Business Practices Drive the Smart Factory, Not the Other Way Around (Pt. 2)


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In Part 2 of this conversation, Sagi Reuven— business development manager at Mentor, a Siemens Business—continues his discussion on how smart factory implementations must start with traditional process analysis and improvement before the data capture process is useful. Read Part 1 of this interview in the March 2020 issue of SMT007 Magazine here.

Johnson: Sagi, we started out this conversation with the proposition, “How do you transform your brownfield site—your existing facility— into a smart factory?” So far, we’ve learned that converting to a smart factory is not necessarily about the equipment; it’s centered around business practices, and manufacturers don’t necessarily need to go build a brand-new greenfield facility to implement a smart factory. What you need to do is be “greenfield” about how you think about the operation of your business. We left off with materials as the first place your customers usually start their smart factory transition. If the compelling event to get them off the dime and moving is material handling, where do they tend to go next?

Reuven: Usually, they start with the basics of data acquisition, including IIoT. This will be the first step if they don’t want to do it all at once. They will do basic data acquisition and look into some dashboards and analytics; one example could be around optimizing the changeover. Then, the second step would be advanced material management like ERP visibility, such as just-in-time delivery, including AGVs and material towers. If the material is about to be fully consumed on the machine, it will send a notification to the storage tower or the operator in the storage that you need to put a new reel in the machine so that it will keep on working. Again, when you look at the numbers, it saves 3–4 minutes, but I want to go back to the numbers.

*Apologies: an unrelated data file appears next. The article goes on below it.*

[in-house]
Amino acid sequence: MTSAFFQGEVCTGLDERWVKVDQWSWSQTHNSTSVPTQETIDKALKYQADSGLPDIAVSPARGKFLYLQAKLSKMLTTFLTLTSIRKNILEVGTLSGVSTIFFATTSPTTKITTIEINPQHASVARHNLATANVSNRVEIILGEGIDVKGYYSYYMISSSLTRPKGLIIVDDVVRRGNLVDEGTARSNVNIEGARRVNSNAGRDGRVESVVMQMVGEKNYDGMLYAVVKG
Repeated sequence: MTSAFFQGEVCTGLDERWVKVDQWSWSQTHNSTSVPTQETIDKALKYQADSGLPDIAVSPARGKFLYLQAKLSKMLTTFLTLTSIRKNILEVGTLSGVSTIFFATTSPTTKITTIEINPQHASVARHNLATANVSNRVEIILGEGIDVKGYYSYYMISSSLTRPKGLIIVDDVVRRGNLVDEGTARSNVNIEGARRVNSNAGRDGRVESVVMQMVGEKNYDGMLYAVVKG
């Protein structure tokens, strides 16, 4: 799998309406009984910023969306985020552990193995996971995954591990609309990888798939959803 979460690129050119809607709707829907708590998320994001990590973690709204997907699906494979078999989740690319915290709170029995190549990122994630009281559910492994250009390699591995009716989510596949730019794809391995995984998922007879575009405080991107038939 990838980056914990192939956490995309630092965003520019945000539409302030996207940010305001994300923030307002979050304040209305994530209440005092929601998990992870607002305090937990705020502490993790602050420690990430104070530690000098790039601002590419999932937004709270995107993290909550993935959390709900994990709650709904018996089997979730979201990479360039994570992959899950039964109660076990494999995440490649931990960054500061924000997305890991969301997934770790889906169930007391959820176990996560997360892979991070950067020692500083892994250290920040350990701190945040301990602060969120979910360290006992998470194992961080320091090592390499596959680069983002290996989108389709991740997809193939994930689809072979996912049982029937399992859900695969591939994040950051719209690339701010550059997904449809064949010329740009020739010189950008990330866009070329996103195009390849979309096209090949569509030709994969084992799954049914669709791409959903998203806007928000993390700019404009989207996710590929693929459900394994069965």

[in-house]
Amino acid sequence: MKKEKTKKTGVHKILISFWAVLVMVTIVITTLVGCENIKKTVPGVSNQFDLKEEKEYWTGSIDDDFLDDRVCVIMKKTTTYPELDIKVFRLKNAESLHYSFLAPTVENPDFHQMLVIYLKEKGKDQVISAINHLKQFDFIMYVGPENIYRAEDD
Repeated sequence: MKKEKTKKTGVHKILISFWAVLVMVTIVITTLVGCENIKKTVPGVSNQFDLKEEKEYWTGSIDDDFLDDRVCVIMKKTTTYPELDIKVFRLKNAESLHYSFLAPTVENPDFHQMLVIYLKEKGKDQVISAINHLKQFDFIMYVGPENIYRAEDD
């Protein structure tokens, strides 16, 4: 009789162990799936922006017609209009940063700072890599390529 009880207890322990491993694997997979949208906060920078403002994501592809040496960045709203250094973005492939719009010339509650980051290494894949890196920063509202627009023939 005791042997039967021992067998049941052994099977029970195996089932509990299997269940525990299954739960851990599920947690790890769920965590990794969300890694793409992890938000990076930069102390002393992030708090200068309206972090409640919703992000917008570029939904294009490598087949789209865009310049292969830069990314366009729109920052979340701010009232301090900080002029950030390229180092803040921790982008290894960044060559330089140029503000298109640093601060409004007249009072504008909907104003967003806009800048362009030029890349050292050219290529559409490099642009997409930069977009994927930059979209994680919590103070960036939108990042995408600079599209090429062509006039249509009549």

The margins in electronics are very small. You have a 7–8% margin because the material is super expensive. If you save three minutes on one machine, there are three machines per line, and the line is working 20 hours for six days a week, you can multiply the three minutes that the machine stops because you need to bring a new reel and change it since it didn’t bring it on time. When you’re thinking about it from the basic level, you would say, “I don’t need to invest $100,000 in a software piece that will save me three minutes.” However, there is no problem here.

Johnson: That three minutes of time, accumulated, can double your margin.

Reuven: Exactly. You should not think, “I don’t have a real problem because three minutes is not a big deal. I will get the reel and replace it. No problem. It’s fine.”

To read the rest of this interview, which appeared in the April 2020 issue of SMT007 Magazine, click here.

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